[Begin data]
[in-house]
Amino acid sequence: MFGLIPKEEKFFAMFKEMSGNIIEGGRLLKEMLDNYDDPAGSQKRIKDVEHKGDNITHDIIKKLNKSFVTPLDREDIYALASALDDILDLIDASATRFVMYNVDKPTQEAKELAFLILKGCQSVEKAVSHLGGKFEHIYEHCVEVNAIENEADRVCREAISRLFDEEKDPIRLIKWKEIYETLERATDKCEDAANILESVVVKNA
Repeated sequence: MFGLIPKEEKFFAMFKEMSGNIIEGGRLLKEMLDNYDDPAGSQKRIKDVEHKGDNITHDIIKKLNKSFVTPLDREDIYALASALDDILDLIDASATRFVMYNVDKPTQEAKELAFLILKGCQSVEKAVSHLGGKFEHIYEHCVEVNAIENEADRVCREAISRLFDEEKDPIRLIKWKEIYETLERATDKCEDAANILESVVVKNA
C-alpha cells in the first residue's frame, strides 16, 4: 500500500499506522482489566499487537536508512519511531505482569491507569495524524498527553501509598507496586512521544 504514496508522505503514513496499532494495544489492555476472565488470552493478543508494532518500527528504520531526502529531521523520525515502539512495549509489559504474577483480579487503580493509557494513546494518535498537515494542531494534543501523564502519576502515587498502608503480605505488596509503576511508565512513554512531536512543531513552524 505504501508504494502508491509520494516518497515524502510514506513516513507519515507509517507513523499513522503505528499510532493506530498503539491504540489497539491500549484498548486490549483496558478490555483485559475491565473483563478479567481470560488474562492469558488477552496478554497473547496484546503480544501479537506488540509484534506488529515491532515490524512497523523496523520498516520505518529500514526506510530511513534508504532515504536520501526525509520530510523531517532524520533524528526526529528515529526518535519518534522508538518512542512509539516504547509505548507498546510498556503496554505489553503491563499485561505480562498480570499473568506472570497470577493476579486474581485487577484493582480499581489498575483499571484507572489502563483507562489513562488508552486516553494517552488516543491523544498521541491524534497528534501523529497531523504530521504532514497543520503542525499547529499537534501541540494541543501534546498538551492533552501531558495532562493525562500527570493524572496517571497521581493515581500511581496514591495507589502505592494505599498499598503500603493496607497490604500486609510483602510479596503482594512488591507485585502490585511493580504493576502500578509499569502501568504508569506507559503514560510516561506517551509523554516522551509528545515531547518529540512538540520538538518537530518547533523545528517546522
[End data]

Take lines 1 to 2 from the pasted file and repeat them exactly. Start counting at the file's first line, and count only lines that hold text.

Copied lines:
[in-house]
Amino acid sequence: MFGLIPKEEKFFAMFKEMSGNIIEGGRLLKEMLDNYDDPAGSQKRIKDVEHKGDNITHDIIKKLNKSFVTPLDREDIYALASALDDILDLIDASATRFVMYNVDKPTQEAKELAFLILKGCQSVEKAVSHLGGKFEHIYEHCVEVNAIENEADRVCREAISRLFDEEKDPIRLIKWKEIYETLERATDKCEDAANILESVVVKNA